‘Then, with an anguished cry, Caesar (see page 5, col. 3)’

If you’ve ever been annoyed by an article on a news website whose column is interrupted by an advertisement or puff for another article—made worse if the ad is slow to load—then your frustration is not new, as this article from 1923 shows:

‘[Newspapers] put all their heads on the front page—but as for their tails— The newspaper game of hunt-the-slipper demands much skill, and more patience, on the part of anyone who attempts to join it—at least, so I am told by the few “strong perseverin’” persons who pretend (although I hardly believe them that they have tried it).’

The writer discusses serious news stories interrupted by puffs for more popular features and badly judged turns to the continuation of a story (see my headline). Then, with a surprising example, he goes on to discuss the interruptions to the book reader from the arbitrary juxtapositions caused by printing text and illustrations on separate pages or in separate sections:

‘To my great discontent, I find the hunt-the-slipper dodge adopted, for no apparent reason, in Some Account of the Oxford University Press, 1468–1921. Thus: ‘The privilege of printing the Bible was not exercised at this date [1632]; but in 1636 Oxford University Arms’ (two p ages of them, dropped in on “anywhere-will-do” principles). Personally, I don’t see why the letterpress should ever be interrupted and the interest of the illustrations scattered in this irrational fashion. I like far better the orderly and systematic fashion of putting all the illustrations together at the end of the book, so that they shall not corrupt and obscure the text they are supposed to elucidate. This decorous arrangement is often observed in good books.

‘Reading on, I come to more “hunt-the-slipper” make-up. Thus: “The total quantity of type in the Press is estimated at FELL 3-line Pica John Fell, 1689, Christ Church.” Slightly incoherent, because four pages of specimens of type have been dumped into the midst of the text. After another page of text we get four pages of illustrations; very interesting they are, no doubt; but the more interesting the more distracting and exasperating. So we stagger on to the end of the book—a page of two of letterpress, then some illustrations. Why do people do that sort of thing? Surely the Oxford University Press ought to set a better example of congruity and good manners.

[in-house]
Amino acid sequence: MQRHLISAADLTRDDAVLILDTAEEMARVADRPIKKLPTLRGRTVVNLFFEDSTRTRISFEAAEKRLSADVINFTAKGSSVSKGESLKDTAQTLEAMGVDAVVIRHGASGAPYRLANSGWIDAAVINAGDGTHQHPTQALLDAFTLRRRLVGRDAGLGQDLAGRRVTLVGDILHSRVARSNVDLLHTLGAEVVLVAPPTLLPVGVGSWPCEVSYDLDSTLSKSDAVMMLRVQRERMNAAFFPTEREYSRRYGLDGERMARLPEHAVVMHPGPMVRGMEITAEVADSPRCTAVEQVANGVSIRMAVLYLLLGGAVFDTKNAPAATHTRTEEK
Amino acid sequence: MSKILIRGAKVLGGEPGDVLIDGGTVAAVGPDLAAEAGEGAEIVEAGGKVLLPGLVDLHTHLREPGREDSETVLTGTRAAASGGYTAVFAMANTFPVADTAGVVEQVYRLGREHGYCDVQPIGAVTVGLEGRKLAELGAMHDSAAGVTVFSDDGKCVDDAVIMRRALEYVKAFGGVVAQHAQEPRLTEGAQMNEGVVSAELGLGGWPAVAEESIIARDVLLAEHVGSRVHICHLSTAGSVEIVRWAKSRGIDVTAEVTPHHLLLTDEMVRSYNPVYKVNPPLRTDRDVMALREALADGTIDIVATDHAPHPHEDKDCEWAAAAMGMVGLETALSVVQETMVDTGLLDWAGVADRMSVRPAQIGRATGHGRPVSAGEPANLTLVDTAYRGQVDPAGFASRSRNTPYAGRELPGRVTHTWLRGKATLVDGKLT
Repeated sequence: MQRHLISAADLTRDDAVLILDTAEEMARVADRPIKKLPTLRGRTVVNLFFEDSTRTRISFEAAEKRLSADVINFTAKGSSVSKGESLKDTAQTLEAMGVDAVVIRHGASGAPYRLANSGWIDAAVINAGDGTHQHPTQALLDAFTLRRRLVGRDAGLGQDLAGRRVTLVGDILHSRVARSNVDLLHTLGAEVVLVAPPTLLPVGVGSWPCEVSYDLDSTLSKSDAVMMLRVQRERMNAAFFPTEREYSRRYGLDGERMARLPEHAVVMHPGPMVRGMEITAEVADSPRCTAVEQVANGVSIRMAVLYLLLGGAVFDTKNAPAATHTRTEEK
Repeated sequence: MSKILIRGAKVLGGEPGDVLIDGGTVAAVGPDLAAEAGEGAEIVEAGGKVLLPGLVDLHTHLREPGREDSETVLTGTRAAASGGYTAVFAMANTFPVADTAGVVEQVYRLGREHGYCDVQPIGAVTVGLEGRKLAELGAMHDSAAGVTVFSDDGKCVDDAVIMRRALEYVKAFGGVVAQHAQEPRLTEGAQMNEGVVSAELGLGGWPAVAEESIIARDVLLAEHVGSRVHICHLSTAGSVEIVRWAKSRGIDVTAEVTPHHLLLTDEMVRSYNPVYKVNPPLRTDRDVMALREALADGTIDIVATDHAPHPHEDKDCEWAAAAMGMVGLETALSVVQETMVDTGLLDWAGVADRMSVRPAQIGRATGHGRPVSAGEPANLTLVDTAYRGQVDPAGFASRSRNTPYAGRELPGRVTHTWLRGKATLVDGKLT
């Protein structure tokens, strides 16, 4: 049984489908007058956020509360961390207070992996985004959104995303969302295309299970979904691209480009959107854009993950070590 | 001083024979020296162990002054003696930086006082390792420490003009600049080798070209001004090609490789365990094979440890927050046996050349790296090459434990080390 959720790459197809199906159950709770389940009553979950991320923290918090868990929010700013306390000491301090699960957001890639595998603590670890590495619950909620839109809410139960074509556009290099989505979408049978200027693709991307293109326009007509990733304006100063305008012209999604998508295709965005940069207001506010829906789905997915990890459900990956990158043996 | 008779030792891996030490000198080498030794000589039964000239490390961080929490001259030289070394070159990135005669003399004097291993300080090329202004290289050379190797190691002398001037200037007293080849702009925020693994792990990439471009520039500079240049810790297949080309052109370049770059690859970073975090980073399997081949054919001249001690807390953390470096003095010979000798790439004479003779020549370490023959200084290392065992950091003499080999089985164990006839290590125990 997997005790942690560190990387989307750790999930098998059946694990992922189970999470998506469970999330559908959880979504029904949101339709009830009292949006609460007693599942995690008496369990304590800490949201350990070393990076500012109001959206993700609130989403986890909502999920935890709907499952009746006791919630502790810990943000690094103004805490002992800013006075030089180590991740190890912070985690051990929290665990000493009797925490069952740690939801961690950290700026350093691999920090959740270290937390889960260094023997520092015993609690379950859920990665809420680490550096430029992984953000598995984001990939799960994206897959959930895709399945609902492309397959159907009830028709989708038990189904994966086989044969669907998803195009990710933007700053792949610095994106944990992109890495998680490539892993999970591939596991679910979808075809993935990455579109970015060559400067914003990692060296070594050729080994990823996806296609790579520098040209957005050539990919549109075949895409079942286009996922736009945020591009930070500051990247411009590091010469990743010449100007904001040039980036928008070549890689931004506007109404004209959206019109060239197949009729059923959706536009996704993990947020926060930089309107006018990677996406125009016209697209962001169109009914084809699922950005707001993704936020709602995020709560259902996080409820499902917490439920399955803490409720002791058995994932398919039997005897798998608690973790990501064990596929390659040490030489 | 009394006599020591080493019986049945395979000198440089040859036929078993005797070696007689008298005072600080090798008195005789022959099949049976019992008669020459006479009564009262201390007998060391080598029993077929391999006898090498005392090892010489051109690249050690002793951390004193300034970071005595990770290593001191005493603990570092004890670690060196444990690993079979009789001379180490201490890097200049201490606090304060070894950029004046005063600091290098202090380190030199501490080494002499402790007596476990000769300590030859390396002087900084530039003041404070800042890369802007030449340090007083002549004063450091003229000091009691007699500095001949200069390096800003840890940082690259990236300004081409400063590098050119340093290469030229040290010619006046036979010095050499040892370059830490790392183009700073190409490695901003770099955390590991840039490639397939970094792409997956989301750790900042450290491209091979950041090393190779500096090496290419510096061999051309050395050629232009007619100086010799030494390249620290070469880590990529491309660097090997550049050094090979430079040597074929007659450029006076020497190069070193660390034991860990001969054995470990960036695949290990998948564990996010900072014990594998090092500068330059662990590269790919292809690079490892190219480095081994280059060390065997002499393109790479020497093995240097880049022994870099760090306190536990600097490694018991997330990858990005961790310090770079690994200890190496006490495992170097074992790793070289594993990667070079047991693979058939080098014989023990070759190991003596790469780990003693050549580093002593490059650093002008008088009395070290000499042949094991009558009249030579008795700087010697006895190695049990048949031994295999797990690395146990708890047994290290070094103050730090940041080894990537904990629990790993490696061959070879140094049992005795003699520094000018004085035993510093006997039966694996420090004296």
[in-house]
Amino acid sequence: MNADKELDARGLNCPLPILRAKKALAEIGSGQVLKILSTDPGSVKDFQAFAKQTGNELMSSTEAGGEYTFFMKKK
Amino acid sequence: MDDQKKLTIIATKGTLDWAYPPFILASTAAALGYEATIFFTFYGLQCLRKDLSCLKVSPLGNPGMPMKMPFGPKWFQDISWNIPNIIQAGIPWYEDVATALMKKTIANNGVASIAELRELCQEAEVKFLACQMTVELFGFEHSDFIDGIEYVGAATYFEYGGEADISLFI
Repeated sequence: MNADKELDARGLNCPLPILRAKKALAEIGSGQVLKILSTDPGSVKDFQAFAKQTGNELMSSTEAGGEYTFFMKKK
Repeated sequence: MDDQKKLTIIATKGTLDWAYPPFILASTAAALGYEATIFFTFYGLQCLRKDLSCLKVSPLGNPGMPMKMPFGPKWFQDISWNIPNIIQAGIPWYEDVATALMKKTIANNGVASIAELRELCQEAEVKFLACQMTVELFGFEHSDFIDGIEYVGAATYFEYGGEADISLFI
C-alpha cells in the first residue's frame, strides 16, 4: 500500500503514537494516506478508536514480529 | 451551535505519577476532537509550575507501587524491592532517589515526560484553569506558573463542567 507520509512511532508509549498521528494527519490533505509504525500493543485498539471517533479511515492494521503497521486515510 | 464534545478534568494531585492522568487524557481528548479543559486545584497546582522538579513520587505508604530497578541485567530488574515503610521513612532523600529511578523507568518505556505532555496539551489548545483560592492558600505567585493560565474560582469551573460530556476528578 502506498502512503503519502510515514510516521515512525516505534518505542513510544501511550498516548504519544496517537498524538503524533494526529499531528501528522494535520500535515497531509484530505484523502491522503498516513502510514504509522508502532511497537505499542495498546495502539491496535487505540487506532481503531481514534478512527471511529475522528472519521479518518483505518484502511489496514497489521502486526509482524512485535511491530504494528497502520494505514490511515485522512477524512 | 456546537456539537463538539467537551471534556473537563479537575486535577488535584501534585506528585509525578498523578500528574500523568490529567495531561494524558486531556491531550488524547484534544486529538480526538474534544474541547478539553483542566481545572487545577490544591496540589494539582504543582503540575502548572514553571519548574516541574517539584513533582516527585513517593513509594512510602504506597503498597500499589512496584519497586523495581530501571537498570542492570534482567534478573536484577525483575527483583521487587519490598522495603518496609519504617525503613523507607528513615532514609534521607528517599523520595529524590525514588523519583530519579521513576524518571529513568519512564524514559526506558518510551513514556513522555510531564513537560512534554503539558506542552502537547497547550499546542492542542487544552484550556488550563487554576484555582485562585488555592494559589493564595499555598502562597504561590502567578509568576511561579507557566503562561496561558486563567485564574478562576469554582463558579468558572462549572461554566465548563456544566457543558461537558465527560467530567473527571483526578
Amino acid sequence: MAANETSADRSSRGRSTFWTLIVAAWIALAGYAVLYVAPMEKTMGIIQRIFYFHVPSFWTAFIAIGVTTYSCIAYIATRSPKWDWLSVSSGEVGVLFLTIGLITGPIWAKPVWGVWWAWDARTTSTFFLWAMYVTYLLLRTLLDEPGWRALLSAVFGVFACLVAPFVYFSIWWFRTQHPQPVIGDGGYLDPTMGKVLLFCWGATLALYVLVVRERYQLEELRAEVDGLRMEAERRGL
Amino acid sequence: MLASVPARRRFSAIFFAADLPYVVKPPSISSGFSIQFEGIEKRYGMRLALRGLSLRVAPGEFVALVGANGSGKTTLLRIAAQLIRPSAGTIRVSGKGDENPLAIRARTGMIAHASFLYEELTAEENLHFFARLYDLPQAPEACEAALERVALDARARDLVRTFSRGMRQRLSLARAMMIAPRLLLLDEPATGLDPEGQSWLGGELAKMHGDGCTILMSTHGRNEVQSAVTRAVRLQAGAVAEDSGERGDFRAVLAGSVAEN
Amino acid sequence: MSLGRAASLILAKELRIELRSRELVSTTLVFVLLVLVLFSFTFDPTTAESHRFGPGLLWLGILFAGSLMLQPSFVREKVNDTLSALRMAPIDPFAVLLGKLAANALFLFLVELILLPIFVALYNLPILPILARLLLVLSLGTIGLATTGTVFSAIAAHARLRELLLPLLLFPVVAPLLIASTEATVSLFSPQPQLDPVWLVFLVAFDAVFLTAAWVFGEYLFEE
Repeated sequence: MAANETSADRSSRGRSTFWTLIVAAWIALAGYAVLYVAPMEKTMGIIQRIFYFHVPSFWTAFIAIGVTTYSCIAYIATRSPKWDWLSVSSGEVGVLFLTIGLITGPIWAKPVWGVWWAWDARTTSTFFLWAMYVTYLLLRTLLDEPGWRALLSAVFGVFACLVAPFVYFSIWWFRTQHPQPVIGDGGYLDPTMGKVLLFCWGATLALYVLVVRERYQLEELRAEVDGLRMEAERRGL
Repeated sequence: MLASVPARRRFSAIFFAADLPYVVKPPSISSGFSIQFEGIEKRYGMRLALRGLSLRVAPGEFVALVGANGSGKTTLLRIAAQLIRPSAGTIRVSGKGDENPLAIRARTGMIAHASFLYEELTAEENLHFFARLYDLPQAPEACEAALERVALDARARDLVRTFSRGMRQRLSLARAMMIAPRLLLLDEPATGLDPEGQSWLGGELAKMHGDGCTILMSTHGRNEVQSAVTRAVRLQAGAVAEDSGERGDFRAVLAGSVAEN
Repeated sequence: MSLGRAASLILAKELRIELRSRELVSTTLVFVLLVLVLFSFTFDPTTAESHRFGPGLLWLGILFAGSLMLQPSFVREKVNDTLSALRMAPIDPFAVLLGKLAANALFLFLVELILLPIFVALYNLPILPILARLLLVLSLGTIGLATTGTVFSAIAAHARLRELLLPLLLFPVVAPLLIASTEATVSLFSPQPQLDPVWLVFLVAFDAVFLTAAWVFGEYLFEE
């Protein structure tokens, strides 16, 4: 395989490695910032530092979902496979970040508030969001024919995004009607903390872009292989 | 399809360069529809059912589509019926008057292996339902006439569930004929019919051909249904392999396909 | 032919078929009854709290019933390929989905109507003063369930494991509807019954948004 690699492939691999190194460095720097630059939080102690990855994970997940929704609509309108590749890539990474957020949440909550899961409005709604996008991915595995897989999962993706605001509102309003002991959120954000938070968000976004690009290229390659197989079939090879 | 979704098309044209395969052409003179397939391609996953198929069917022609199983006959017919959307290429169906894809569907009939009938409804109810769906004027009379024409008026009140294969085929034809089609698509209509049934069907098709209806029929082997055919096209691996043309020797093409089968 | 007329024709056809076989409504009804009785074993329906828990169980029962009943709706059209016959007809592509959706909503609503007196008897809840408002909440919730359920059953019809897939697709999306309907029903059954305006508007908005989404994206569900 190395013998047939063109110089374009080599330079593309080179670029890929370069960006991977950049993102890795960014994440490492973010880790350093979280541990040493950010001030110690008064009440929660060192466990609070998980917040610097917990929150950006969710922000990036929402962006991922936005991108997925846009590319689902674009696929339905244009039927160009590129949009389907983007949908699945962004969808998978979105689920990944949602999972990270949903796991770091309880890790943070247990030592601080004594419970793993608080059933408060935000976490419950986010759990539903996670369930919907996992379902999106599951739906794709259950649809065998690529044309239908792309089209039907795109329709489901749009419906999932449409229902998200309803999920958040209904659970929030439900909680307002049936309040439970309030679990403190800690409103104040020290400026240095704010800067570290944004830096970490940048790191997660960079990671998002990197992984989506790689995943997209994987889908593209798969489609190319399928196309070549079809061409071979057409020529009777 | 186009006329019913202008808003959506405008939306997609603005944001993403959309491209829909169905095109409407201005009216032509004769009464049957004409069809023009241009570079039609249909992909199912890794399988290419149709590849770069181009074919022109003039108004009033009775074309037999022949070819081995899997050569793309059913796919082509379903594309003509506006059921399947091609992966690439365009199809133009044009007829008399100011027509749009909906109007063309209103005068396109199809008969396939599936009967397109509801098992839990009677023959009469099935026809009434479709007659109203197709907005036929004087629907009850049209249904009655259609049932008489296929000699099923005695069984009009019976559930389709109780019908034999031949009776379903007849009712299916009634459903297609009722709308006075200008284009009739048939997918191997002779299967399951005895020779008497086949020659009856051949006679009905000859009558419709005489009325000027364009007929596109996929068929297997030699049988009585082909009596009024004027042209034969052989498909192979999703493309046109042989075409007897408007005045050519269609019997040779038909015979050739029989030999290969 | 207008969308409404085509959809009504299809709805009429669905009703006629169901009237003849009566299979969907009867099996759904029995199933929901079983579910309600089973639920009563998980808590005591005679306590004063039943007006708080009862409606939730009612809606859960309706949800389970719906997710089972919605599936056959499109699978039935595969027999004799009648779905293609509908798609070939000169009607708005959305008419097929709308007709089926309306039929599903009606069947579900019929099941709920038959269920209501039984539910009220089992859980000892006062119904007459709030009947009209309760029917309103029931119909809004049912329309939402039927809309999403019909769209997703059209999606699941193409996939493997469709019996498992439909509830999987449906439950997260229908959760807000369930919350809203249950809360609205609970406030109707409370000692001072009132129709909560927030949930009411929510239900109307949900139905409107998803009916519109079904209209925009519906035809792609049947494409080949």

‘Such a jazz performance might be condoned, though deplored, in a penny picture paper; but from Oxford one expects better “form”, more polite manners than those suggested by an untidy mixture of text and illustration. In substance, the book is intensely interesting to printers. Type, paper, machining are all that could be desired by the most fastidious book-fancier; but the arrangement is, as we have hinted, hardly satisfactory. Why will not the modern book-producer content himself with being simple and straightforward? Who wants to see him doing “clever stunts”? Plain aviation is far more likely to “get there”.’

‘Rough impressions’ by Spero (CXLII—On ‘doing stunts’), The London Typographical Journal, vol. xviii, no. 207 (March 1923), pp. 5–6.